"I sat down with Moses before he signed his contract," said Cunningham, "and I asked him, 'Are you going to be happy here? You know our team. Our first priority is to run and that means you're going to rebound and throw outlet passes.'

"He didn't blink, just said: 'Doc's team. It's Doc's team.' "

Cheeks remembered the first day of training camp, when the Sixers holdover veterans first walked tentatively onto the court.

"A lot of guys weren't sure," he said. "The team had traded away a lot of our friends to get Moses. We were a tight group before. How would this affect us?

"By the second day, all that was gone. Moses was the most humble star that I've ever seen. He allowed Doc to stay in his realm and Moses was just who he was, a scorer and a rebounder. Moses didn't come in and try to play the individual game that everybody knew he was capable of playing. He never once tried to steal the thunder."

Instead he rumbled in the lane and on the backboards and was a defensive presence right from the start. He averaged 24.5 points, 15.3 rebounds and 2.0 steals a game. From the very start of the season, he was the drummer that kept the band in line, delivering the back beat, playing with a controlled fury that allowed the Sixers to mesh selflessly as a unit like few teams before or since.

The late Joe Axelson, who spent decades as both a team and league executive, had no doubts about the Sixers.

"I started out in the '40s paying fifty cents to sit in the third deck of the old Chicago Stadium ... and I have seen them all," Axelson once said. "They were the best team in the history of the NBA."

A team that worked

The Sixers were a team that appeared to have been assembled by a Swiss watchmaker.

"You look at all of the teams in the league today and all of the players are hybirds," said Cheeks, now an assistant to Scott Brooks with the Thunder. "Players are playing one, two, three different positions.

"We had defined roles. Everybody knew them. We had no weak spots. We had all of the positions covered in the starting lineup and we came off the bench with the same kind of guys that filled in those exact positions. And everybody was very, very good at his position."

Cheeks was a perfect quarterback for the offense, and unassuming yet ferocious on defense with the ability of Hall of Famer Walt Frazier to strip his man at midcourt.

Celtics coach Doc Rivers once flatly said, "I didn't like playing against him, I really didn't."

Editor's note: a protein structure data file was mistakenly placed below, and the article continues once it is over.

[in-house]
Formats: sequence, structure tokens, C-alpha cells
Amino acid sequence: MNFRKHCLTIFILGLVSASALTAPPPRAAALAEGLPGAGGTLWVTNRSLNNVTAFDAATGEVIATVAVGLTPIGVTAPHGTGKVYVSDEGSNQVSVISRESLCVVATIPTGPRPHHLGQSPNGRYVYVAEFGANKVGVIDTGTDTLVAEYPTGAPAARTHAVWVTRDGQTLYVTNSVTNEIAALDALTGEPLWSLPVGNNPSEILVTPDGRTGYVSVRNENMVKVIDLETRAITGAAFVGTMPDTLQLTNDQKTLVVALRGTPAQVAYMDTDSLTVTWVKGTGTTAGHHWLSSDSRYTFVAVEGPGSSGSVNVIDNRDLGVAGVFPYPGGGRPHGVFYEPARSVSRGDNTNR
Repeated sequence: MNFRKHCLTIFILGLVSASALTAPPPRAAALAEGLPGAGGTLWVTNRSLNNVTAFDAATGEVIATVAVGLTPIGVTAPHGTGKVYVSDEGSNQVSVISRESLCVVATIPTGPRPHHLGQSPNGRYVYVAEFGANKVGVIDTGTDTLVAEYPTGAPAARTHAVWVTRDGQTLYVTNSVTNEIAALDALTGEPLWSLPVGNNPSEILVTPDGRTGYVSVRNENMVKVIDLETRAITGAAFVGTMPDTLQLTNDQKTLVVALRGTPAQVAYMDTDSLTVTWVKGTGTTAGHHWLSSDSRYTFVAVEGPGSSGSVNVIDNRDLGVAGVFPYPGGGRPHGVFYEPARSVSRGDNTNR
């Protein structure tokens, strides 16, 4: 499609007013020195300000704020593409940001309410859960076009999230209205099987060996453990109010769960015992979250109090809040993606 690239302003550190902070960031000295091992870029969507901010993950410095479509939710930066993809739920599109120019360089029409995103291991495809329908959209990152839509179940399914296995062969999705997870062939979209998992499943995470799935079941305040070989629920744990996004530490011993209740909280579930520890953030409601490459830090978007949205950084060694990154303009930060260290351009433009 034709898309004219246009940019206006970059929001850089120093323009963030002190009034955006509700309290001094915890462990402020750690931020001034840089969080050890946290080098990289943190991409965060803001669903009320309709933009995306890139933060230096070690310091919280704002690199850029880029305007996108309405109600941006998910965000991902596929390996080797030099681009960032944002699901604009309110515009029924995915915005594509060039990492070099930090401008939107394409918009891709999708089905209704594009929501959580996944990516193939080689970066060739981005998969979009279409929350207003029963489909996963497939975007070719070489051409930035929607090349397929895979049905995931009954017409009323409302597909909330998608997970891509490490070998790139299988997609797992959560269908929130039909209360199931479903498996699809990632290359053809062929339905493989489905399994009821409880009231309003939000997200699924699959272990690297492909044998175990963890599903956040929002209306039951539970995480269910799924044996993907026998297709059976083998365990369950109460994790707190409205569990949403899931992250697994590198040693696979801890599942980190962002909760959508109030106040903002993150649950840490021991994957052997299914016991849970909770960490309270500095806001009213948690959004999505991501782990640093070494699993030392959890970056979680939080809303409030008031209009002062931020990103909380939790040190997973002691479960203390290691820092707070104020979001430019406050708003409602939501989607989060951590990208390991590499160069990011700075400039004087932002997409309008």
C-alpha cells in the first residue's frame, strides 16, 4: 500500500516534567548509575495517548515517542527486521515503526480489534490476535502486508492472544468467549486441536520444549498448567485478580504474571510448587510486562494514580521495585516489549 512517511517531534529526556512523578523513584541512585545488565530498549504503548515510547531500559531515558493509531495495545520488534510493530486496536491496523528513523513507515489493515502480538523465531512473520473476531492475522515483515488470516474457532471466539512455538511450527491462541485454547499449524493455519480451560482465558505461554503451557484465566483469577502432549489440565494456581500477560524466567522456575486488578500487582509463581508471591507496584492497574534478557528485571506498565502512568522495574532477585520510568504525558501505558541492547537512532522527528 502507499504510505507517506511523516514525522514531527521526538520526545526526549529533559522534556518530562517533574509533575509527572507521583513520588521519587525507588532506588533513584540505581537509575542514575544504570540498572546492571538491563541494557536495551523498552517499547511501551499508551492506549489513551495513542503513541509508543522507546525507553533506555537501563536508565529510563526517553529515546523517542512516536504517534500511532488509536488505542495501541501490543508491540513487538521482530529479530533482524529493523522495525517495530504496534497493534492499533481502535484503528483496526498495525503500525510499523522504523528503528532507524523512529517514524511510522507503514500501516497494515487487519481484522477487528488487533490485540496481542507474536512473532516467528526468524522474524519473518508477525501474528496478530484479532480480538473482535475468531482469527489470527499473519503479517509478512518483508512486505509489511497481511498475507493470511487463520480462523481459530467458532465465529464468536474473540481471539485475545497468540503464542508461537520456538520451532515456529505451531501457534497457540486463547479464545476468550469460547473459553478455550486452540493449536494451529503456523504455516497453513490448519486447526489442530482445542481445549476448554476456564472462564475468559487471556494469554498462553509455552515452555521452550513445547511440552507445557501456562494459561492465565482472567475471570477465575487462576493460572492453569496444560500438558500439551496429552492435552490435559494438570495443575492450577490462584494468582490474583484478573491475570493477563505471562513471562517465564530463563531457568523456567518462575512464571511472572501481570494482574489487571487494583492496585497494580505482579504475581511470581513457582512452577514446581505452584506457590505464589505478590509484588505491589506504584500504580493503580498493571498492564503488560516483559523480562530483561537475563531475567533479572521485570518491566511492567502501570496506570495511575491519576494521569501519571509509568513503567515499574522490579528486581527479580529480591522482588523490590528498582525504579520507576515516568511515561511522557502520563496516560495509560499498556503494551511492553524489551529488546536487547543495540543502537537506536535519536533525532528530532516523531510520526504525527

Former teammate Lionel Hollins described Cheeks as, "John Stockton before there was John Stockton."

The Sixers' Andrew Toney was one of the most unflinching shooters and unstoppable offensive forces ever to play in the NBA. He had a reputation as "The Boston Strangler" for all the times he went into Boston Garden and shot down the rival Celtics.

"Danny Ainge once told me that only three people in the NBA kept him awake the night before games," said Williams. "Magic Johnson, Michael Jordan and Andrew Toney."

Toney often seemed to be the bane of Cunningham's existence as the coach stood on the side stomping his feet and shouting: "Andreewwwwwww!" as his guard's shot selection. But Toney would simply grin and fire up another one.

"It's such a shame that the foot injuries cut Andrew's career short," Cunningham said. "A lot of people today don't know him, but he was one of the best ever."

"Give him a healthy 10-year career and he's in Hall of Fame and one of the 50 greatest ever," said Cheeks. "That's how good Andrew was. No doubt."

Erving was still among basketball royalty, the singular figure who drew crowds and kept the NBA in the headlines during the post-merger years before Magic and Larry Bird fanned the flames.

"It was a privilege to be around him, a joy to coach him and, for all the great things he showed as a player in the NBA, they were nothing compared to what I saw him do when I played against him in the ABA," Cunningham said of Erving. "I know there are a lot of great players who can do amazing things on the court today. But Julius paved the way and in that season he was still our leader and he kept it up until we finally won it."

The fifth starter became Marc Iavaroni, a 26-year-old rookie when he arrived at training camp.

"I didn't know what to do or how to act," said Iavaroni, now an assistant coach with the Clippers. "There are guys like Doc and Moses and the first day there I wasn't even sure how to do a pretty basic drill.

"I went up to Doc and asked him, 'How do you want me to do this?' He just said, 'You know. Just play.'

"That was the kind of environment we had. Guys like Doc and Moses were such amazing and accepting superstars. They made everyone important. They got everyone invested in what we were doing. The talent made us good. The way we worked together was what made us great."

The gaunt, angular Jones had been diagnosed with epilepsy several years earlier, so he never took a season or a game or a possession for granted. He defended with the snapping jaws of a bear trap and filled the lanes and finished on the fastbreak like the crack of a whip.

After his first season with the Sixers, Cunningham decided that he would like Jones to come off the bench. He fretted and worried all summer on how he would sell Jones on the change.